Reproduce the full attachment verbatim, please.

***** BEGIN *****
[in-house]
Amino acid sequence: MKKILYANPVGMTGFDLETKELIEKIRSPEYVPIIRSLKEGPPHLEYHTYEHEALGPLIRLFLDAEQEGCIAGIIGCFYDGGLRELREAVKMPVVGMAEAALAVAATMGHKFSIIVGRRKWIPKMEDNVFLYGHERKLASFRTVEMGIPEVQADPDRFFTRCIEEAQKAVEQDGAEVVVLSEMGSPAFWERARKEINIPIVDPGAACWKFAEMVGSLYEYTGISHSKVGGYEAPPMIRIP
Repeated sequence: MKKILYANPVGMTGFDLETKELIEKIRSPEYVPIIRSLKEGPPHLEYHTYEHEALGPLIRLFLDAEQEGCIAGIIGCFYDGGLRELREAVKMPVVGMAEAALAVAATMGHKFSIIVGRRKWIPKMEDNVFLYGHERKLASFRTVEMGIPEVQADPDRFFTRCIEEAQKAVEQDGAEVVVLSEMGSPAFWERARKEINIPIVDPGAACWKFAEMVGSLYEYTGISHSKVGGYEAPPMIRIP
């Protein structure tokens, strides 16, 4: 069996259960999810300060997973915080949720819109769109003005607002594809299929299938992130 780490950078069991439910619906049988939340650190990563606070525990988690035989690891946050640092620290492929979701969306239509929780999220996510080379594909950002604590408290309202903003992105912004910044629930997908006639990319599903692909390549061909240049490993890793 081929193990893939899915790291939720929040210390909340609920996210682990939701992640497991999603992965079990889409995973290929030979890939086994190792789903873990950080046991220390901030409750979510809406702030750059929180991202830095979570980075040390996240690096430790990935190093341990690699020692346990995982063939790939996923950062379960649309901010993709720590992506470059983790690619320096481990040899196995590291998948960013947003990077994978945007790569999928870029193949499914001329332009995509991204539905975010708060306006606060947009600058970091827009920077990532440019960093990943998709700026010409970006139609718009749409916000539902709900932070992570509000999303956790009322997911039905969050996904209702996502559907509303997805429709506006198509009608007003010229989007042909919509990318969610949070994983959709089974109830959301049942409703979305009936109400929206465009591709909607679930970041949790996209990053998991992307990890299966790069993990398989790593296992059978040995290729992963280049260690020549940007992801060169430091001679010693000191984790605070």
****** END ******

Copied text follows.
[in-house]
Amino acid sequence: MKKILYANPVGMTGFDLETKELIEKIRSPEYVPIIRSLKEGPPHLEYHTYEHEALGPLIRLFLDAEQEGCIAGIIGCFYDGGLRELREAVKMPVVGMAEAALAVAATMGHKFSIIVGRRKWIPKMEDNVFLYGHERKLASFRTVEMGIPEVQADPDRFFTRCIEEAQKAVEQDGAEVVVLSEMGSPAFWERARKEINIPIVDPGAACWKFAEMVGSLYEYTGISHSKVGGYEAPPMIRIP
Repeated sequence: MKKILYANPVGMTGFDLETKELIEKIRSPEYVPIIRSLKEGPPHLEYHTYEHEALGPLIRLFLDAEQEGCIAGIIGCFYDGGLRELREAVKMPVVGMAEAALAVAATMGHKFSIIVGRRKWIPKMEDNVFLYGHERKLASFRTVEMGIPEVQADPDRFFTRCIEEAQKAVEQDGAEVVVLSEMGSPAFWERARKEINIPIVDPGAACWKFAEMVGSLYEYTGISHSKVGGYEAPPMIRIP
């Protein structure tokens, strides 16, 4: 069996259960999810300060997973915080949720819109769109003005607002594809299929299938992130 780490950078069991439910619906049988939340650190990563606070525990988690035989690891946050640092620290492929979701969306239509929780999220996510080379594909950002604590408290309202903003992105912004910044629930997908006639990319599903692909390549061909240049490993890793 081929193990893939899915790291939720929040210390909340609920996210682990939701992640497991999603992965079990889409995973290929030979890939086994190792789903873990950080046991220390901030409750979510809406702030750059929180991202830095979570980075040390996240690096430790990935190093341990690699020692346990995982063939790939996923950062379960649309901010993709720590992506470059983790690619320096481990040899196995590291998948960013947003990077994978945007790569999928870029193949499914001329332009995509991204539905975010708060306006606060947009600058970091827009920077990532440019960093990943998709700026010409970006139609718009749409916000539902709900932070992570509000999303956790009322997911039905969050996904209702996502559907509303997805429709506006198509009608007003010229989007042909919509990318969610949070994983959709089974109830959301049942409703979305009936109400929206465009591709909607679930970041949790996209990053998991992307990890299966790069993990398989790593296992059978040995290729992963280049260690020549940007992801060169430091001679010693000191984790605070």